- In-app purchasing remains a priority for regulators.
- Companies with mobile apps should incorporate password protection and informative prompts to obtain informed consent from account owners for in-app purchases.
What the News?
Amazon.com, Inc. recently moved for partial summary judgment in a lawsuit brought by the Federal Trade Commission alleging that the company unfairly billed mobile app users for “in-app purchases.” In particular, the company asked the court to dismiss the agency’s request for injunctive relief, asserting that any misleading in-app billing practices ended prior to the FTC initiating the lawsuit. Whether or not Amazon is successful in avoiding the injunction sought by the FTC, this lawsuit should serve as a reminder to companies in mobile arena of the need for caution and transparency when offering in-app purchases.
Background on the Dispute
An “in-app purchase” allows a mobile app user to purchase a digital item while using or playing an application that the individual has already downloaded. When Amazon began developing apps for use on mobile devices like smartphones and tablets, the company often offered in-app purchases, allowing users to buy digital content such as extra game levels and virtual gems, coins, and weapons. In many cases, Amazon’s in-app purchases, like those of other app developers, did not require users to enter a password or billing information. The user was simply asked to click a button consenting to the purchase and the purchase would be billed to the individual’s Amazon account.
Not long after in-app purchases became popular, companies like Amazon began receiving complaints from parents whose children had made in-app purchases without permission. These complaints drew the attention of regulators. In January 2014, the FTC announced a major settlement with Apple, Inc. over allegations that the company unfairly billed users for in-app purchases made without parental consent. In addition to requiring Apple to pay out $32.5 million in refunds, the settlement required the company to change its in-app purchasing system to obtain “informed consent” from account owners for each in-app purchase.
In July 2014, the FTC filed suit against Amazon in federal district court, alleging that Amazon’s in-app purchasing system permitted children to incur unlimited charges on their parents’ accounts without consent parental. In its complaint, the FTC sought a permanent injunction to prevent future misleading in-app practices in violation of the Federal Trade Commission Act, and monetary relief necessary to redress injuries to consumers resulting from unauthorized purchases.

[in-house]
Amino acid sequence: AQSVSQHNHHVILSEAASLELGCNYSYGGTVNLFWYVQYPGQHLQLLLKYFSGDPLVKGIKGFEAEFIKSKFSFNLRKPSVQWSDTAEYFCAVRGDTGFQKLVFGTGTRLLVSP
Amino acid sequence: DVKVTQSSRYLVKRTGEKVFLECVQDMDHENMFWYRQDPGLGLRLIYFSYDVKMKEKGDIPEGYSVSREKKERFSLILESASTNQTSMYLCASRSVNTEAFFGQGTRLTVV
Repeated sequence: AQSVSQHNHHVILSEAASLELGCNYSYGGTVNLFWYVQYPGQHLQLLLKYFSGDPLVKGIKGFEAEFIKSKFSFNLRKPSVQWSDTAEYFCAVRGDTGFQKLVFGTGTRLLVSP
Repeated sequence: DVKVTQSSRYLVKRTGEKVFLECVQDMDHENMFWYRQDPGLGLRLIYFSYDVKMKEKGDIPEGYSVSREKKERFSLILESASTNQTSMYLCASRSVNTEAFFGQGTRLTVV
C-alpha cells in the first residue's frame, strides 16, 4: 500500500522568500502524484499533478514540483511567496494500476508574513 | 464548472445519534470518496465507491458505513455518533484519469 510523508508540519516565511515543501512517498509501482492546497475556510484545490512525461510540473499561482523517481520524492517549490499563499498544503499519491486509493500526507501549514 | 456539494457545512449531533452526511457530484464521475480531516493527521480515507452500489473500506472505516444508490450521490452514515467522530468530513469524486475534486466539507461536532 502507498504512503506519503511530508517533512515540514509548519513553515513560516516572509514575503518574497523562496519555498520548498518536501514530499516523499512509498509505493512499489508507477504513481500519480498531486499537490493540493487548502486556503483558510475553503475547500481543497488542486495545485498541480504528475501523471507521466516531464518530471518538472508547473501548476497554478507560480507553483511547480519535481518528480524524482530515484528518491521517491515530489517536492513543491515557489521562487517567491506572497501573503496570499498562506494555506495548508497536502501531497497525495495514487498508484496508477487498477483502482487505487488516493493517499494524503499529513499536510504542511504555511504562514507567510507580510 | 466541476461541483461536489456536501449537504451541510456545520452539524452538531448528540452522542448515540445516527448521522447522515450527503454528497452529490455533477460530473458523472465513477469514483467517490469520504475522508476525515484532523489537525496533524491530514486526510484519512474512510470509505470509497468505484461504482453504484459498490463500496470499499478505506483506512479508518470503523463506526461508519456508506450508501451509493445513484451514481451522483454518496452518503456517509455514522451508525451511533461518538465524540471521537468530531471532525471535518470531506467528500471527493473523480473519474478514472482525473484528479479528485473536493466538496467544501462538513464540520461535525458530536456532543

Amazon’s Recent Motion
Amazon has asked the court to dismiss the FTC’s request for a permanent injunction, claiming that any concerns related to its in-app offerings were remedied prior to the agency initiating the lawsuit in July 2014. In its motion, Amazon sets forth the numerous steps it has taken to address concerns relating to in-app purchasing since first receiving consumer complaints. For example, Amazon began informing customers who requested refunds on how to utilize parental controls to avoid future accidental purchases. It also implemented automatic password requirements in a number of situations, such as first-time in-app purchases, in-app purchases over $20, purchases in “high-risk” apps (i.e., those most frequently tied to consumer complaints), and “high-frequency” purchases (i.e., consecutive purchase attempts in a short span of time). According to Amazon, these refinements dramatically decreased the number of consumer complaints associated with in-app purchases.
After the FTC’s settlement with Apple in January 2014, Amazon made additional changes to its in-app purchasing process. According to the motion, although Amazon felt that it was already compliant with the FTC Act, it voluntarily refined its system to ensure that it provided the “informed consent” required in the Apple settlement. Specifically, in June 2014, Amazon developed a prompt delivered in connection with all first-time in-app purchases asking users if they want to require a password for all future in-app purchases.
As Amazon pointed out in its motion, permanent injunctive relief under the FTC Act requires proof that the alleged harm is ongoing or likely to occur in the future. Amazon believes that the updates to its in-app purchasing system described above brought the company into full compliance with the FTC Act a full month prior to the agency’s initiation of the lawsuit. Further, Amazon claims that its good-faith and consistent efforts to refine its in-app purchasing system and address consumer concerns are evidence that the company is highly unlikely to engage in misleading or deceptive in-app practices in the future. As Amazon argues in its motion, “[t]he FTC cannot rely on a remote possibility or unsupported speculation about future conduct to justify the extraordinary remedy of an injunction.”
Regardless of the court’s decision on Amazon’s motion, this case should serve as a reminder to companies in the mobile arena that in-app purchasing remains a priority for regulators. Companies offering apps for sale should take reasonable steps – such as password protection and informative prompts – to obtain informed consent from account owners for in-app purchases. Companies should likewise note that the FTC’s interest in mobile payment systems is not limited to in-app purchasing. In 2013, the agency released a report on consumer protection issues associated with mobile payment, and has initiated mobile payment-related enforcement efforts in a number of contexts in the last several years.